Malala Yousafzai sits at a conference table with her father.

Supportive Dads Helped These Women Make History

In recognition of the great dads in our lives who encourage their daughters, here are some stellar father-daughter duos from the AAUW archives. Read more »

Blog   |   Community   |   1 Comments   |   June 11, 2014
A picture of the book cover for The Jessie Bernard Reader showing Bernard's portrait

Jessie Bernard: Master Scholar, Feminist, and Working Mom

After years of struggling to find traction in academia despite her brilliant mind, Jessie Bernard blazed a path for future scholars in sociology and feminist theory — all while serving as breadwinner for her family. Read more »

Elsa van Dien and family

These Women Stargazers Helped Us Understand the Universe

As in many STEM fields, women astronomers faced an uphill battle to find acceptance among their male peers. Read more »

Blog   |   Community   |   3 Comments   |   May 27, 2014
Elizabeth Lee Hazen and Rachel Brown work in their lab in the 1950s

From Mason Jar to Wonder Drug: Rachel Fuller Brown and the Development of Nystatin

Rachel Fuller Brown, the scientist who developed the first antifungal antibiotic, started testing her groundbreaking drug by mailing soil samples in mason jars. Read more »

Blog   |   Community   |   May 07, 2014
Women prisoners in the Ravensbrück, Germany, concentration camp. The crosses on their backs indicate that they are prisoners, to prevent escape.

How Art Helped a Concentration Camp Survivor Heal

Artist and poet Lily Unden spent nearly three years in a Nazi concentration camp. After she was released, she went on to apply for a fellowship to study art at NYU. Read more »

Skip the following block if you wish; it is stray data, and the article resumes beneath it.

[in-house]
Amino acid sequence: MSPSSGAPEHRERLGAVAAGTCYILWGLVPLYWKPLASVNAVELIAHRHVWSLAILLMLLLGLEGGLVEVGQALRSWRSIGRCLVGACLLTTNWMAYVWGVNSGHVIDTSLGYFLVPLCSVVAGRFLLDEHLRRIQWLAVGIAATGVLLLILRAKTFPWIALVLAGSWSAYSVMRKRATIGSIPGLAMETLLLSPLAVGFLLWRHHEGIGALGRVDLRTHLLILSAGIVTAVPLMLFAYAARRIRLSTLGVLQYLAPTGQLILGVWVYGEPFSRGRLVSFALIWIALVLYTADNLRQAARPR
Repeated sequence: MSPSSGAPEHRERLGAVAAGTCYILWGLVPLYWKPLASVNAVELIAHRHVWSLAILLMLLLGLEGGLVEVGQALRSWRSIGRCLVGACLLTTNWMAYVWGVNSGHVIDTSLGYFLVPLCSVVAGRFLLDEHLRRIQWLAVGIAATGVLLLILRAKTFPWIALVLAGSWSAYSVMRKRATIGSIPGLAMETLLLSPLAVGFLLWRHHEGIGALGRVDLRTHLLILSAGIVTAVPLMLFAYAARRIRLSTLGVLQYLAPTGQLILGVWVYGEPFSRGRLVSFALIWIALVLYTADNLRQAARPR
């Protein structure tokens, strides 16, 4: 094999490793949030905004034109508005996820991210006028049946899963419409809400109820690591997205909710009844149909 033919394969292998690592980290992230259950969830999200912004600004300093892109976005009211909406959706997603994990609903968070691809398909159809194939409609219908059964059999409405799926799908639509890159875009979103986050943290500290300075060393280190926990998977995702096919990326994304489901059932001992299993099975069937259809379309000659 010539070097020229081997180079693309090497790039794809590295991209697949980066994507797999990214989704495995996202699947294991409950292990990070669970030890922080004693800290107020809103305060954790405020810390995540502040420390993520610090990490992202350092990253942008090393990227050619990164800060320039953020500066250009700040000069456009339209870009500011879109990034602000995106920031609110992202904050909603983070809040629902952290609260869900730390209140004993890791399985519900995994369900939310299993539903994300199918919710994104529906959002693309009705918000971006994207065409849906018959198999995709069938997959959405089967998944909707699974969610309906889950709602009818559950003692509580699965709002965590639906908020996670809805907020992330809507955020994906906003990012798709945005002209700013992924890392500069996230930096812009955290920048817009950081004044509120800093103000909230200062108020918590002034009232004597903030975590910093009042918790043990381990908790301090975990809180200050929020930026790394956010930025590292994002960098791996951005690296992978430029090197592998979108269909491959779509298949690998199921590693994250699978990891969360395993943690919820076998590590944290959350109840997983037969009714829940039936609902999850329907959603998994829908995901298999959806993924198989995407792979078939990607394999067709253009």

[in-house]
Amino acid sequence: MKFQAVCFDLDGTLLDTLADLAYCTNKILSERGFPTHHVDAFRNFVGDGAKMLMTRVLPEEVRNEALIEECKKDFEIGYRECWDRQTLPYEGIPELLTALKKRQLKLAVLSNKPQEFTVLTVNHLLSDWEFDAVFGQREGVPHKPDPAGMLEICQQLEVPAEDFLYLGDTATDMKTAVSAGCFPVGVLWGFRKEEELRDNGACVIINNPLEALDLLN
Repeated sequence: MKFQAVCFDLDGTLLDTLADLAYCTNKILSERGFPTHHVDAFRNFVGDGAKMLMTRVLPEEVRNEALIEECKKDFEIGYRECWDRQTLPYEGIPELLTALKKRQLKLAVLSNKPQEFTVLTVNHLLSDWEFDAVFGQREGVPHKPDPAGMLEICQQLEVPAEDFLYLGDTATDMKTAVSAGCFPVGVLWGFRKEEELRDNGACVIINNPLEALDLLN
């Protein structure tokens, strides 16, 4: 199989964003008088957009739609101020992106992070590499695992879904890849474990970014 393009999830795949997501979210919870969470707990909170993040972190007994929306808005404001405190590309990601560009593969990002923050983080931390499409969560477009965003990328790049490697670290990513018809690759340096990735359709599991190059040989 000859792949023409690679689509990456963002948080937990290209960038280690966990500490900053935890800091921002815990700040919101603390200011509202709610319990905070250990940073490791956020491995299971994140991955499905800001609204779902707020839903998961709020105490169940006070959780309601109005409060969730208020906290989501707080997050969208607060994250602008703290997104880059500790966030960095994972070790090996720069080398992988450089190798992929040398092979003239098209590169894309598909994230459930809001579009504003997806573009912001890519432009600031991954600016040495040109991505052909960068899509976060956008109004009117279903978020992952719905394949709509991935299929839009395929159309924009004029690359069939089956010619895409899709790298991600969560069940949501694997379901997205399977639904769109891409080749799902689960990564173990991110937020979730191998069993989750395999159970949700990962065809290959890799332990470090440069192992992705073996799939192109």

Blog   |   Community   |   1 Comments   |   April 24, 2014
A person's hands wrap around a tree trunk in a forest.

The Very First Earth Day

We’ve been green-conscious for a long time — in 1956 we helped fund Rachel Carson’s groundbreaking “Silent Spring,” and we were there 10 years later when the very first Earth Day happened. Read more »

Blog   |   Community   |   April 21, 2014
A painted portrait of Eudora Welty

A Storyteller of the South

We look back on author Eudora Welty’s life and work, which include a Pulitzer, a Presidential Medal of Freedom, and coveted spots in both the Library of America and the National Portrait Gallery. Read more »

Mary Emma Woolley in a cap and gown

Mary Emma Woolley, a Champion of Unlimited Possibilities

Mary Emma Woolley was the first woman to graduate from Brown University and, in her 30s, became one of the youngest presidents ever of Mount Holyoke College — not bad for a woman living in an era where going to college was still considered highly controversial (if not outright banned) for women. Read more »

Blog   |   Education   |   2 Comments   |   March 31, 2014
Anne Firor Scott at work on her doctoral dissertation at the Haverford College library in 1956

A Fellowship Changes a Woman’s Life (and Women’s History)

AAUW fellowships support women in a wide — and creative — variety of ways. Take Anne Firor Scott, who used her award in the 1950s to pay for a nanny while she finished her dissertation. Read more »

Blog   |   Education   |   1 Comments   |   March 26, 2014
A black and white photo of a woman standing on the stoops of a building that is covered in ivy cut around a plackard that says American Association of University Women

A One-Woman Crusade for Justice

Althea Kratz Hottel’s career reads like a true success story in academia. Spending most of her career in some way affiliated with the University of Pennsylvania, she became the university’s first dean of women, not to mention the first female ever to hold the position of dean on the campus. Read more »

Blog   |   Leadership   |   1 Comments   |   March 21, 2014